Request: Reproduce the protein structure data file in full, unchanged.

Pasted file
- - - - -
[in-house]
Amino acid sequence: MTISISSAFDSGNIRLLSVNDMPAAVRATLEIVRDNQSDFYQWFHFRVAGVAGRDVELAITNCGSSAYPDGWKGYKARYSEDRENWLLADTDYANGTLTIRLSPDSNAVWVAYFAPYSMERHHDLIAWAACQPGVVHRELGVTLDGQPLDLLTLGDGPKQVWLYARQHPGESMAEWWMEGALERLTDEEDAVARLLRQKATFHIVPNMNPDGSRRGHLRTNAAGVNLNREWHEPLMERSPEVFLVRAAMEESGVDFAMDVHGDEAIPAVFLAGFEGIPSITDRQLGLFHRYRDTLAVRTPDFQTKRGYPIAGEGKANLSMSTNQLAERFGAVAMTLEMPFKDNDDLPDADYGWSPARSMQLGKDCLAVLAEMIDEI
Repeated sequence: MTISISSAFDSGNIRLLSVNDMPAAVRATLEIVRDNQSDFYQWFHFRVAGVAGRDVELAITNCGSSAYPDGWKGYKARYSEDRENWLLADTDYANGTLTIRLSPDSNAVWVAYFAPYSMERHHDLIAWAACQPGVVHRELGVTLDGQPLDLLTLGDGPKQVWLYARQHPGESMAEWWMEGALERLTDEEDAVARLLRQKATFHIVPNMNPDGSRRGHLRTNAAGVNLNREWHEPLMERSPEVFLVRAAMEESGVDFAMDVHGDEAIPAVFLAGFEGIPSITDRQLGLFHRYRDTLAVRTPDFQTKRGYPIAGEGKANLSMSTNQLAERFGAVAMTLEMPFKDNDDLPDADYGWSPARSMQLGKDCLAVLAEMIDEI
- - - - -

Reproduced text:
[in-house]
Amino acid sequence: MTISISSAFDSGNIRLLSVNDMPAAVRATLEIVRDNQSDFYQWFHFRVAGVAGRDVELAITNCGSSAYPDGWKGYKARYSEDRENWLLADTDYANGTLTIRLSPDSNAVWVAYFAPYSMERHHDLIAWAACQPGVVHRELGVTLDGQPLDLLTLGDGPKQVWLYARQHPGESMAEWWMEGALERLTDEEDAVARLLRQKATFHIVPNMNPDGSRRGHLRTNAAGVNLNREWHEPLMERSPEVFLVRAAMEESGVDFAMDVHGDEAIPAVFLAGFEGIPSITDRQLGLFHRYRDTLAVRTPDFQTKRGYPIAGEGKANLSMSTNQLAERFGAVAMTLEMPFKDNDDLPDADYGWSPARSMQLGKDCLAVLAEMIDEI
Repeated sequence: MTISISSAFDSGNIRLLSVNDMPAAVRATLEIVRDNQSDFYQWFHFRVAGVAGRDVELAITNCGSSAYPDGWKGYKARYSEDRENWLLADTDYANGTLTIRLSPDSNAVWVAYFAPYSMERHHDLIAWAACQPGVVHRELGVTLDGQPLDLLTLGDGPKQVWLYARQHPGESMAEWWMEGALERLTDEEDAVARLLRQKATFHIVPNMNPDGSRRGHLRTNAAGVNLNREWHEPLMERSPEVFLVRAAMEESGVDFAMDVHGDEAIPAVFLAGFEGIPSITDRQLGLFHRYRDTLAVRTPDFQTKRGYPIAGEGKANLSMSTNQLAERFGAVAMTLEMPFKDNDDLPDADYGWSPARSMQLGKDCLAVLAEMIDEI